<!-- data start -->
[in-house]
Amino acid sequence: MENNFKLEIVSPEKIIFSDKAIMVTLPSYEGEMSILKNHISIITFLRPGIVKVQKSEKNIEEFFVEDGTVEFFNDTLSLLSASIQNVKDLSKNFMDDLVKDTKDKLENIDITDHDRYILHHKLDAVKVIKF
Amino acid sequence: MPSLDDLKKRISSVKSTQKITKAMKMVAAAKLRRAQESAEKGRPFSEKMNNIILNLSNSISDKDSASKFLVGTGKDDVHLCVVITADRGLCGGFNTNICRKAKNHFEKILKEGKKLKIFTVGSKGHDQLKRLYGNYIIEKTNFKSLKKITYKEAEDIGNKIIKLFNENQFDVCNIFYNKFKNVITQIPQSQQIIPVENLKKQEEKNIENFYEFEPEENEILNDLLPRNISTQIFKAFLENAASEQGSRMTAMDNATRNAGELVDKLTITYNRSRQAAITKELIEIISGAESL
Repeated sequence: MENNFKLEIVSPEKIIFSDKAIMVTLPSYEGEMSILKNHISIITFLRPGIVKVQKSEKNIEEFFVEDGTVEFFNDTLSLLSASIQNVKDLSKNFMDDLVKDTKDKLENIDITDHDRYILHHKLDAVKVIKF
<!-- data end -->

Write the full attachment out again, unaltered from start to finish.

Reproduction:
[in-house]
Amino acid sequence: MENNFKLEIVSPEKIIFSDKAIMVTLPSYEGEMSILKNHISIITFLRPGIVKVQKSEKNIEEFFVEDGTVEFFNDTLSLLSASIQNVKDLSKNFMDDLVKDTKDKLENIDITDHDRYILHHKLDAVKVIKF
Amino acid sequence: MPSLDDLKKRISSVKSTQKITKAMKMVAAAKLRRAQESAEKGRPFSEKMNNIILNLSNSISDKDSASKFLVGTGKDDVHLCVVITADRGLCGGFNTNICRKAKNHFEKILKEGKKLKIFTVGSKGHDQLKRLYGNYIIEKTNFKSLKKITYKEAEDIGNKIIKLFNENQFDVCNIFYNKFKNVITQIPQSQQIIPVENLKKQEEKNIENFYEFEPEENEILNDLLPRNISTQIFKAFLENAASEQGSRMTAMDNATRNAGELVDKLTITYNRSRQAAITKELIEIISGAESL
Repeated sequence: MENNFKLEIVSPEKIIFSDKAIMVTLPSYEGEMSILKNHISIITFLRPGIVKVQKSEKNIEEFFVEDGTVEFFNDTLSLLSASIQNVKDLSKNFMDDLVKDTKDKLENIDITDHDRYILHHKLDAVKVIKF